Polling Chads And Fads
Electronic voting machines are replacing other technologies, but they might not be the best solution.
This year was to mark a new era of certainty for the American voting process: Punch card machines-which sparked the agony of hanging chads in the 2000 presidential election-a memory. Rows of glistening new voting machines waiting to record ballots without mistake.
New standards, new technology and more money made possible by the 2002 Help America Vote Act, which provides funds to states to replace punch card voting systems, would coalesce to permanently exorcise the ghost of Florida. The deadline for all this to happen was Jan. 1, 2006.
County election officials went on a buying spree, many favoring direct-recording electronic voting systems. Similar to automatic teller machines, these systems promise accuracy and convenience. Voters can change their ballots before casting them. Election administrators no longer have to deal with cumbersome paper and the logistics of printing and transporting ballots-like the time weather disrupted the 2005 mayoral election ballot counting in Los Angeles because fog grounded transport helicopters. Time to bring voting into the 21st century along with everything else, many said.
Electronic voting systems faced their first big test in the November 2004 election. More than 30 million voters pressed their fingers to pixels on liquid crystal display screens. In heavily scrutinized Florida and elsewhere, the vote went mostly well; irregularities were mild and did not exceed margins of victory. That wasn't the case in Carteret County, N.C. Poll workers monitoring the 10-year-old electronic voting machines didn't know that a flashing message meant the memory chip was full, and more than 4,400 votes went unrecorded. Poll officials relied on a system that should have been updated to accept more than 10,000 ballots, but was not, according to Dublin, Calif.-based manu-facturer UniLect Corp. The system "did exactly what it was programmed to do," says UniLect's president, Jack Gerbel. "It was perfect."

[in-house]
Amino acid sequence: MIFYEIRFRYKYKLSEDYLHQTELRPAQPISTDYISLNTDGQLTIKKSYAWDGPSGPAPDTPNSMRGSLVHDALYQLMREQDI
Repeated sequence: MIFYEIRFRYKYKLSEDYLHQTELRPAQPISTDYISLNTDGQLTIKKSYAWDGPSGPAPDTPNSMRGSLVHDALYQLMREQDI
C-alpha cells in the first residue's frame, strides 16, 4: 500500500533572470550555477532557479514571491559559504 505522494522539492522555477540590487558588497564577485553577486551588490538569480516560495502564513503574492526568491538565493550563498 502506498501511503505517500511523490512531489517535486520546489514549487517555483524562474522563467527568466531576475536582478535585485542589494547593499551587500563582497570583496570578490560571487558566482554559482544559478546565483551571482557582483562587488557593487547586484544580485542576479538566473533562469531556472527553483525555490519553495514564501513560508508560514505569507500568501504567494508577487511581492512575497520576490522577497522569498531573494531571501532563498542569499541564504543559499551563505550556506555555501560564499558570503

In the hotly contested competition for North Carolina agriculture commissioner, the vanished 4,400 votes were enough to send candidates into a months-long spiral of thrusting and parrying before the board of elections and in superior court. Rather than risk letting the final outcome be decided on the basis of voter affidavits gathered in Carteret County, the incumbent conceded the race to his challenger. It wasn't the presidential election, or even a federal election, but it could have been.
The most accurate way to tabulate votes is to hand count paper ballots, according to research by the California and Massachusetts institutes of technology. (A close second is the optically scanned bubble sheets that every standardized test-taker is familiar with, a voting technology that gained widespread traction in the 1990s.)
"When something is very simple, it's hard to hack it [or] create bugs," says Donald Moynihan, an assistant professor of public affairs at the University of Wisconsin-Madison. Complexity adds opportunities for things to go wrong, not just from known threats such as hacking, but also from system components that interact in unexpected ways. Complexity is everywhere, Moynihan says, adding that risk is mitigated by planning for failure recovery rather than trying to build a perfect system. Perfect systems are impossible. Electronic voting machines are especially brittle because there's no manual backup if they fail.
After the 2000 presidential election mess in Florida, people-including members of Congress-were hardly in a mood to grapple with problems posed by unknown variables. "Everybody felt that [electronic voting systems] were the solution because they were the latest [thing]," says Stephen Ansolabehere, an MIT professor of political science.